The Donald Trump Effect, after three and a half years in the White House — his ways, the unpredictability of so many of his actions and statements, his singular stubbornness in making decisions — has made half the world nervous tonight.
Newspapers, magazines and internet sites have been filled with articles on the ways he could challenge the results, lengthen the uncertainty and gamble on a decision by the Supreme Court, now more conservative than ever; or simply be unwilling to leave and invite the resistance of his base.
To the Trump Effect, it must be added that the pandemic has forced millions of Americans to vote by mail. That could mean that — unlike many presidential election nights — it will be difficult for the media to declare a winner. Several states have announced that the counting of votes could last for days after the polls close.
Now, if what most pollsters and data analysts have projected were to happen, Joe Biden could declare himself the winner by a wide margin before midnight.
The media has spent the past week describing different ways of announcing key state results and impacts on the Electoral College. If that is how they proceed, we will all — once again — await Trump’s decision.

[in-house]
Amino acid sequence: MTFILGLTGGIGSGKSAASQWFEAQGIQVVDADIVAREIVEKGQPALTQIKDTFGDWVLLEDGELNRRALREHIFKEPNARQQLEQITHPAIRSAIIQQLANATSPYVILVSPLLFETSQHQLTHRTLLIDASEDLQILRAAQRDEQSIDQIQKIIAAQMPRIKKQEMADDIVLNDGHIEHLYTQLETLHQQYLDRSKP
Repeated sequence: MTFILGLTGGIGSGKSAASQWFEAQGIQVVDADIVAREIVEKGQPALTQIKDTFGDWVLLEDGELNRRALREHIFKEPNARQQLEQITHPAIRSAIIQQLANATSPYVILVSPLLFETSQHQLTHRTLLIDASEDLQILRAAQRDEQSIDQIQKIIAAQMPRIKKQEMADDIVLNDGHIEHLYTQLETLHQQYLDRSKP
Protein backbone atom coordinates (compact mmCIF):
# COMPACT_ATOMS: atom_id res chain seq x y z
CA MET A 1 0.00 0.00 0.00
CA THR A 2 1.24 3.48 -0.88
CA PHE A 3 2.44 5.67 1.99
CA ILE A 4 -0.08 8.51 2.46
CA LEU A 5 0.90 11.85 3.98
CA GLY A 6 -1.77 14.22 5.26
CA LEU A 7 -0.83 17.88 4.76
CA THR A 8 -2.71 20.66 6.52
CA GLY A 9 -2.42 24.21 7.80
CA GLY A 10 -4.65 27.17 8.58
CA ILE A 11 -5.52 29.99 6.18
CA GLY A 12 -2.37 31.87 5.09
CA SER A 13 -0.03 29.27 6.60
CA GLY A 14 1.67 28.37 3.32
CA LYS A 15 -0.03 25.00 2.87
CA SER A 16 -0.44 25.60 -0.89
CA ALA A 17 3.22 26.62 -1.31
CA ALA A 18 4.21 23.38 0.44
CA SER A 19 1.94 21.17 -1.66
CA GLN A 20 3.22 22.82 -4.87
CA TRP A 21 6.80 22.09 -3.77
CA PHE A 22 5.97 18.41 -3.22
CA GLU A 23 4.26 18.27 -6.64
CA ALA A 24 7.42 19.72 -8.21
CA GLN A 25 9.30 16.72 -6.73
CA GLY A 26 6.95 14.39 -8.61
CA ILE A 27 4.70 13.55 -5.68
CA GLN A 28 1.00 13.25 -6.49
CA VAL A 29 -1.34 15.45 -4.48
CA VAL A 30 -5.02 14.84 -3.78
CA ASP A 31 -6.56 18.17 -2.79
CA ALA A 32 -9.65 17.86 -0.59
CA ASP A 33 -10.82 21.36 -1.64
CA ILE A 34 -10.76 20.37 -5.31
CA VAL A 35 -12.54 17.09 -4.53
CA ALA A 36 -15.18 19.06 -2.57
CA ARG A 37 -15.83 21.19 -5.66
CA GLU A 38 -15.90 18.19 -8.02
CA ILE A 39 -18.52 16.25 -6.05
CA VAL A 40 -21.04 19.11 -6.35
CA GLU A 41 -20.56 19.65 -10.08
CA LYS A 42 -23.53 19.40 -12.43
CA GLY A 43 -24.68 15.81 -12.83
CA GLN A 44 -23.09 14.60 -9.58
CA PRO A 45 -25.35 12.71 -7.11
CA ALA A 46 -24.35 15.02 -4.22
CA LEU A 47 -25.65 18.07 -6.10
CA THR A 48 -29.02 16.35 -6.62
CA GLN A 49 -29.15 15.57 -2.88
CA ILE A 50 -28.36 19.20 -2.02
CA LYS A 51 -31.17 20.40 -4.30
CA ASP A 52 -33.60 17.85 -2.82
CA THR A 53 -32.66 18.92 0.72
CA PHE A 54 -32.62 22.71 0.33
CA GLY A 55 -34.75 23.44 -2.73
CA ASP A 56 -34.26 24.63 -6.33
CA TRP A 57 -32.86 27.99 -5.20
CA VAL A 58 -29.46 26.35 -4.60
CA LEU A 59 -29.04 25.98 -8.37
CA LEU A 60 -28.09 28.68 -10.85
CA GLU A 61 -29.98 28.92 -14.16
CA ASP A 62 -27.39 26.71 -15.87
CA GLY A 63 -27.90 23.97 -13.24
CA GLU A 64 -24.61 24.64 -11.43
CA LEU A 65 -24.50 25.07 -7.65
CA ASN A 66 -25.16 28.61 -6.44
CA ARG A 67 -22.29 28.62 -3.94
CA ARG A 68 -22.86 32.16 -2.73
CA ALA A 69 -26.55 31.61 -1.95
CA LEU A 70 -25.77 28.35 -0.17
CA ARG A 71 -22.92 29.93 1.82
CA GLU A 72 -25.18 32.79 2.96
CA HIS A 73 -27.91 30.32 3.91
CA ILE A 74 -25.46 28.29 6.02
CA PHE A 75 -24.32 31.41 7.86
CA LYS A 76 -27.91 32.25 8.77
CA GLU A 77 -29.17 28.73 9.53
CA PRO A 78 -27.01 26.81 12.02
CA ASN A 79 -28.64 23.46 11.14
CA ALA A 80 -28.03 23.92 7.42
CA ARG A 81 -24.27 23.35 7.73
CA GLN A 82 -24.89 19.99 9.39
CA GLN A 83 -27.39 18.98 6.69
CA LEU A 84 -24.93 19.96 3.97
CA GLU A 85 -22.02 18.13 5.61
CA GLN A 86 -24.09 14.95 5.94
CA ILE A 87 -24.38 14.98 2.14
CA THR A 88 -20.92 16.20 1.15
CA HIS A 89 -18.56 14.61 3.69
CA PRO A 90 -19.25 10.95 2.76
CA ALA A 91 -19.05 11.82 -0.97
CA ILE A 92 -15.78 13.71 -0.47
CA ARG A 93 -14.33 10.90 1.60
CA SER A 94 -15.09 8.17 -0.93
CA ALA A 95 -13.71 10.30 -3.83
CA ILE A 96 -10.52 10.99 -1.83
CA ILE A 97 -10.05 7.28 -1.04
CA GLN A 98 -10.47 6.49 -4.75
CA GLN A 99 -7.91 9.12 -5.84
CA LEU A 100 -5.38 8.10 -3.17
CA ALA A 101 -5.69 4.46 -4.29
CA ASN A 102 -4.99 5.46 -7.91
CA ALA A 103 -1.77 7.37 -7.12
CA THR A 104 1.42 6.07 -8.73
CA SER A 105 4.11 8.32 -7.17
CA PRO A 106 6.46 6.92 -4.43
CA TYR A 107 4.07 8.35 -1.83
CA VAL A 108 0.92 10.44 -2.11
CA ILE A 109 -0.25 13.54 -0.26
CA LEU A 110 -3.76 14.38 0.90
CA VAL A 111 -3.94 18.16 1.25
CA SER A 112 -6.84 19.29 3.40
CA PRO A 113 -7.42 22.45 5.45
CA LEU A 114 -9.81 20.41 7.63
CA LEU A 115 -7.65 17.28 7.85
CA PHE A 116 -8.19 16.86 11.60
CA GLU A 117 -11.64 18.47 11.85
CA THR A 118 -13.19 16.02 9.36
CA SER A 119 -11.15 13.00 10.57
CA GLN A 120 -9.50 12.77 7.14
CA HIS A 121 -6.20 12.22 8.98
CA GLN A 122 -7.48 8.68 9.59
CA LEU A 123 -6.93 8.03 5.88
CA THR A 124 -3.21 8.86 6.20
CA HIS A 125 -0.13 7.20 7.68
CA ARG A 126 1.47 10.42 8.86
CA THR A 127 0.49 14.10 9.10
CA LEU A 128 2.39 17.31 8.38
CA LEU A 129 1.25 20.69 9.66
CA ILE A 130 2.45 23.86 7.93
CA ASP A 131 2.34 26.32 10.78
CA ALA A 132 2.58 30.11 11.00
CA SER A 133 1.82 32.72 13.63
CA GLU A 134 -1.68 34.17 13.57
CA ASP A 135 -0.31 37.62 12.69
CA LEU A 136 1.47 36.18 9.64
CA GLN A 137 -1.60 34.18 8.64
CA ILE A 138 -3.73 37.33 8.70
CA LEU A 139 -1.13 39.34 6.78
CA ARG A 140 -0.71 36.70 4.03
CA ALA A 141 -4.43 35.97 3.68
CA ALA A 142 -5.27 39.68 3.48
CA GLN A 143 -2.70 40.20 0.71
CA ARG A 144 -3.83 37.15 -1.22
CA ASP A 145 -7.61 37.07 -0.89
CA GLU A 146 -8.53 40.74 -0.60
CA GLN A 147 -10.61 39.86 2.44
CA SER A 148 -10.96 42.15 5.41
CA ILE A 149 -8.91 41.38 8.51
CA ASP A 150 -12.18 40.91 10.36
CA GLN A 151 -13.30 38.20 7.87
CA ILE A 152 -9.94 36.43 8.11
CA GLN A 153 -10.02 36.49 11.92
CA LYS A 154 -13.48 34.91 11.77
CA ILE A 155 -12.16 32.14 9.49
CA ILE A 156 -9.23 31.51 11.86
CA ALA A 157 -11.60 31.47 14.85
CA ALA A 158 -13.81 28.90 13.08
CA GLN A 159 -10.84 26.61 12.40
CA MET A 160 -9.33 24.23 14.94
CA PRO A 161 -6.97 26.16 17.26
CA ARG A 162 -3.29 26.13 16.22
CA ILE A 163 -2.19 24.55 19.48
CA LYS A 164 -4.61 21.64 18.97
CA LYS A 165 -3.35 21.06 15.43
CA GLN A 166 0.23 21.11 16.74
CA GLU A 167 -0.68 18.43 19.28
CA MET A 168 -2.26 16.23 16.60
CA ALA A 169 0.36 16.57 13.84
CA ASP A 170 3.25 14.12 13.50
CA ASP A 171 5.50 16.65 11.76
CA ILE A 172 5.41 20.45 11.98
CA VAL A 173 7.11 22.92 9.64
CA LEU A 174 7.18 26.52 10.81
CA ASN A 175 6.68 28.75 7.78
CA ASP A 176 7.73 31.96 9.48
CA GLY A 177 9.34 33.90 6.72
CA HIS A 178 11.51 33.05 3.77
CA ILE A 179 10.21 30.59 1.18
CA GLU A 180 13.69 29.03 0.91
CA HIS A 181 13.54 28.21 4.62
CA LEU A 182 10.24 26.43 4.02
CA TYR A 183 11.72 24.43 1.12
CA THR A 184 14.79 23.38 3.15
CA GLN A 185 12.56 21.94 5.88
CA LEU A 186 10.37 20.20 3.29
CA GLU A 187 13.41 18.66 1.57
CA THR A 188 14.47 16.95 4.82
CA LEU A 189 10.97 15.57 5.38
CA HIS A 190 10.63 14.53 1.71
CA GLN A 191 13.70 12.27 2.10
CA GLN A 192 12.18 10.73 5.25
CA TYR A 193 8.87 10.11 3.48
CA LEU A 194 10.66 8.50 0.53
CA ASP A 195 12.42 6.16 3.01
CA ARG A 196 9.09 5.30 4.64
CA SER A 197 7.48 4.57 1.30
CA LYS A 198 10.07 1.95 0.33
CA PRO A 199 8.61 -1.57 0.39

But perhaps most important will be the reaction of the Trumpian base, if the most likely scenario comes to pass. Its millions of followers have been told that the media and now information technology companies are enemies that lie consistently because they want to end the country.
So many insults, so much provocation and so many lies will not end in a day because the country votes. Even less so with the president’s insistence that the process is fraudulent. Some governors, like those of Texas and Massachusetts, have ordered the National Guard of their states to be alert and mobilized against possible post-election protests. Businesses are protecting their windows.
There is fear — because what happens tonight and the next few days will extend beyond the polls, and because of the effects of Trump’s words and deeds for the past three and a half years.